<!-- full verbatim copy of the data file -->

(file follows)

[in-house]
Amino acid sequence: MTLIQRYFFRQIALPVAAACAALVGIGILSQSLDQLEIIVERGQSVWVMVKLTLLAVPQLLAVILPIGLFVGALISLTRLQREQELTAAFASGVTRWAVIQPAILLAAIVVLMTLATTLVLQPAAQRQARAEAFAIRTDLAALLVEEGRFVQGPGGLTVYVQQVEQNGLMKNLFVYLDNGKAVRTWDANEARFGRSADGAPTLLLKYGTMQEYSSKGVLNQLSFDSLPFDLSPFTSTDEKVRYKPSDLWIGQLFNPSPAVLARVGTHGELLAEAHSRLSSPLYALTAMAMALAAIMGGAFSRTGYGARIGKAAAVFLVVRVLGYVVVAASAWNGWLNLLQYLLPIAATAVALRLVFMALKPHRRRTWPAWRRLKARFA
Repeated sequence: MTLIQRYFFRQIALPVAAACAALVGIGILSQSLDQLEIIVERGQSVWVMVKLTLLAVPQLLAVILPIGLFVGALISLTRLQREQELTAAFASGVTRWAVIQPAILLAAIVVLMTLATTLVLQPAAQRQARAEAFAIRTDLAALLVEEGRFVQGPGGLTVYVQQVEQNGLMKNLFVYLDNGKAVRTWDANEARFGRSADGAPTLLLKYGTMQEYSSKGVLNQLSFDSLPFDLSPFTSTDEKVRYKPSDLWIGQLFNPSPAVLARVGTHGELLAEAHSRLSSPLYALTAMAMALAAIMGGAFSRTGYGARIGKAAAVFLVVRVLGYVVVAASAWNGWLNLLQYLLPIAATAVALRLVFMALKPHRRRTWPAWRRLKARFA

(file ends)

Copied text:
[in-house]
Amino acid sequence: MTLIQRYFFRQIALPVAAACAALVGIGILSQSLDQLEIIVERGQSVWVMVKLTLLAVPQLLAVILPIGLFVGALISLTRLQREQELTAAFASGVTRWAVIQPAILLAAIVVLMTLATTLVLQPAAQRQARAEAFAIRTDLAALLVEEGRFVQGPGGLTVYVQQVEQNGLMKNLFVYLDNGKAVRTWDANEARFGRSADGAPTLLLKYGTMQEYSSKGVLNQLSFDSLPFDLSPFTSTDEKVRYKPSDLWIGQLFNPSPAVLARVGTHGELLAEAHSRLSSPLYALTAMAMALAAIMGGAFSRTGYGARIGKAAAVFLVVRVLGYVVVAASAWNGWLNLLQYLLPIAATAVALRLVFMALKPHRRRTWPAWRRLKARFA
Repeated sequence: MTLIQRYFFRQIALPVAAACAALVGIGILSQSLDQLEIIVERGQSVWVMVKLTLLAVPQLLAVILPIGLFVGALISLTRLQREQELTAAFASGVTRWAVIQPAILLAAIVVLMTLATTLVLQPAAQRQARAEAFAIRTDLAALLVEEGRFVQGPGGLTVYVQQVEQNGLMKNLFVYLDNGKAVRTWDANEARFGRSADGAPTLLLKYGTMQEYSSKGVLNQLSFDSLPFDLSPFTSTDEKVRYKPSDLWIGQLFNPSPAVLARVGTHGELLAEAHSRLSSPLYALTAMAMALAAIMGGAFSRTGYGARIGKAAAVFLVVRVLGYVVVAASAWNGWLNLLQYLLPIAATAVALRLVFMALKPHRRRTWPAWRRLKARFA